About My Self-Defined Ph.D.
I first came to CMU as a Computer Science graduate student interested in
artificial agents and in the philosophical foundations of Artificial Intelligence.
I started taking classes in the cultural theory program and found that
they provided a lot of insight into some of the thornier issues in AI,
including questions of intentionality, language use, and what it means
to be an agent. After a year or so it became clear that an interdisciplinary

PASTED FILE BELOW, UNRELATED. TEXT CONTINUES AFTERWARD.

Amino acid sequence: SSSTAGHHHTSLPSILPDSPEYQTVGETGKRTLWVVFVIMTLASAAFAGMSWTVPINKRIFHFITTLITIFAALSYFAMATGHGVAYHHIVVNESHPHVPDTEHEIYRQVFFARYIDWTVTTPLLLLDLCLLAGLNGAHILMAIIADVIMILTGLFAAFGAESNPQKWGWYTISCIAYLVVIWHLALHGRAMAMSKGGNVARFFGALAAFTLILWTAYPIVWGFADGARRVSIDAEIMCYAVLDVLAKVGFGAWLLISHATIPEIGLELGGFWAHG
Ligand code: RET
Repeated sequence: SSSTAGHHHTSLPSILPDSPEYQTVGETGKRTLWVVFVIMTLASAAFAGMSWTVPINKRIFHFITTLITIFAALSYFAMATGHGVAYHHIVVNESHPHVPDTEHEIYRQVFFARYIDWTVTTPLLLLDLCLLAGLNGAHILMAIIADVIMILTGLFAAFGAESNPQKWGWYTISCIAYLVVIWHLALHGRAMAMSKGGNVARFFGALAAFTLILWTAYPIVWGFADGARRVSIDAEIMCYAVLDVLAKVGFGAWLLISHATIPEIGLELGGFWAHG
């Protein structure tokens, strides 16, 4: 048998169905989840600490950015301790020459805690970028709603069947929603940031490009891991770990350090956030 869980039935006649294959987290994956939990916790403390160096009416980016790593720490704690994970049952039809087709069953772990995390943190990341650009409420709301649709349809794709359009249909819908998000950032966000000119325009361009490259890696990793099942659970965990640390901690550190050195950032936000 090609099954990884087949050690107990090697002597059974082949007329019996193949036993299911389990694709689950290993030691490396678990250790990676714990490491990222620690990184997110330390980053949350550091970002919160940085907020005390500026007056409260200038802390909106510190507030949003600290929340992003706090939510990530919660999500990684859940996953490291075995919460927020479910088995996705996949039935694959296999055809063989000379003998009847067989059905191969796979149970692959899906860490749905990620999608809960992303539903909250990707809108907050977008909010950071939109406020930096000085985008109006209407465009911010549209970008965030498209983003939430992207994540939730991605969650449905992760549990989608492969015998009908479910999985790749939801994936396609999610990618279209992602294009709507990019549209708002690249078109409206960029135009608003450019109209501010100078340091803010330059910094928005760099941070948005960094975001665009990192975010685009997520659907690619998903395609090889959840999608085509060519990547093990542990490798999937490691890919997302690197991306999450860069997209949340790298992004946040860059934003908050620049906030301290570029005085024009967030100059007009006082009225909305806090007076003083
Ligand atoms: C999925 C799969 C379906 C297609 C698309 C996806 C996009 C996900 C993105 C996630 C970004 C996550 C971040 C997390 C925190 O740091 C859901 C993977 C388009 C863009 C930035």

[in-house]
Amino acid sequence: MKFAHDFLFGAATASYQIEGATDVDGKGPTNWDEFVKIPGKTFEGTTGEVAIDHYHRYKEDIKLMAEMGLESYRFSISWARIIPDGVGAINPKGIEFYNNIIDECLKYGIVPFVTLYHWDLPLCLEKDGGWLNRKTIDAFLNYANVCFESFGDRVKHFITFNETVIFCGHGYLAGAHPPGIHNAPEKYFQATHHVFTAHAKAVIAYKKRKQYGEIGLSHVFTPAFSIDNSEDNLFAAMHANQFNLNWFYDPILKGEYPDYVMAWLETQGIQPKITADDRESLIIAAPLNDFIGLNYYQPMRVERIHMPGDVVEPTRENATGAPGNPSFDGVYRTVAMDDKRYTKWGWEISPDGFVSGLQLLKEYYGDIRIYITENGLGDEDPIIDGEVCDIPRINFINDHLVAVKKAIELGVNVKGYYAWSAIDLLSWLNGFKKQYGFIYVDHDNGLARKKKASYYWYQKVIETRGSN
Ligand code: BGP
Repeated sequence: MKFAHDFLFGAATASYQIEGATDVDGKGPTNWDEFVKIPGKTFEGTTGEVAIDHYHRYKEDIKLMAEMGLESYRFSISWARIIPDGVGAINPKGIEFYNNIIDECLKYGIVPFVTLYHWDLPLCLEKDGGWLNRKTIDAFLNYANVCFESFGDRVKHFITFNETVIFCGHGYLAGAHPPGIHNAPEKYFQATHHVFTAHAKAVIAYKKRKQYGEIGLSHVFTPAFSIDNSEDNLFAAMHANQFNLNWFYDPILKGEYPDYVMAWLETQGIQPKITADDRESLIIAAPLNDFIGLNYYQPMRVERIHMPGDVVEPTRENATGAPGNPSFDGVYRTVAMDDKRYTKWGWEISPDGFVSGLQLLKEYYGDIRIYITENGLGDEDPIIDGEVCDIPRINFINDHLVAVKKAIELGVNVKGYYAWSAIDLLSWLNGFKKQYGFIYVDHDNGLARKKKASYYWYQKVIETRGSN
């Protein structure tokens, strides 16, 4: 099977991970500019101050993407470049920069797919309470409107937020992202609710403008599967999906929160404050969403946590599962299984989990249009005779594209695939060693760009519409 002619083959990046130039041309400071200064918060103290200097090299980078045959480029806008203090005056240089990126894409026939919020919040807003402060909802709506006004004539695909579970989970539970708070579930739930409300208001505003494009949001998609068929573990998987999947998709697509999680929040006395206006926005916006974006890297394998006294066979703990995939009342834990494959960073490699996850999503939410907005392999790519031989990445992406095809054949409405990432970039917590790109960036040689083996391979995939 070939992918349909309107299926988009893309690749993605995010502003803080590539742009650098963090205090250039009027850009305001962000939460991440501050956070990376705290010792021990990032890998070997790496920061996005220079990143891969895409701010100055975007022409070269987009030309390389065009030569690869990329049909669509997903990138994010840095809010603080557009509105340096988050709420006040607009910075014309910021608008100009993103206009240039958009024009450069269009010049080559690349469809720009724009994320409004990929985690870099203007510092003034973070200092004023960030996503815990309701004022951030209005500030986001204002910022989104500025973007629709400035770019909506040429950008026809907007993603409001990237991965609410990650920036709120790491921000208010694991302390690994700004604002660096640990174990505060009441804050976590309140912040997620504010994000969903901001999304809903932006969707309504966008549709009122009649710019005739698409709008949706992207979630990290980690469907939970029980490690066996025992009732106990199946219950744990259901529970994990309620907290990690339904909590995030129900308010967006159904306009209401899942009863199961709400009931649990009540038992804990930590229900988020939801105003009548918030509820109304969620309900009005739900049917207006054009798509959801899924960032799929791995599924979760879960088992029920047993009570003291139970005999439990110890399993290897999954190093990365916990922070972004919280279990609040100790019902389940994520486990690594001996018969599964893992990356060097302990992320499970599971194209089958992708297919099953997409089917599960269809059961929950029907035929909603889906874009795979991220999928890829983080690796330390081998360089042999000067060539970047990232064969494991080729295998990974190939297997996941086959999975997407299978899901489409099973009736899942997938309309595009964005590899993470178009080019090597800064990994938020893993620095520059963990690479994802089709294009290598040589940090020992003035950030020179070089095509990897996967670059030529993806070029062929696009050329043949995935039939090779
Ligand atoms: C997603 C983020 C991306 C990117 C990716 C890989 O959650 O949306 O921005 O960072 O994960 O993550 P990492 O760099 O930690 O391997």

Ph.D. would provide me with the most leverage for dealing with the research
issues that interest me. With the help of my advisor, Joseph Bates, I put
together a program committee with members of both departments, designed
an interdisciplinary program, and had it approved by the School of Computer
Science and by the College of Humanities and Social Sciences. The program
combines coursework in Computer Science and Cultural Theory, an interdisciplinary
qualifying exam, and an interdisciplinary thesis.
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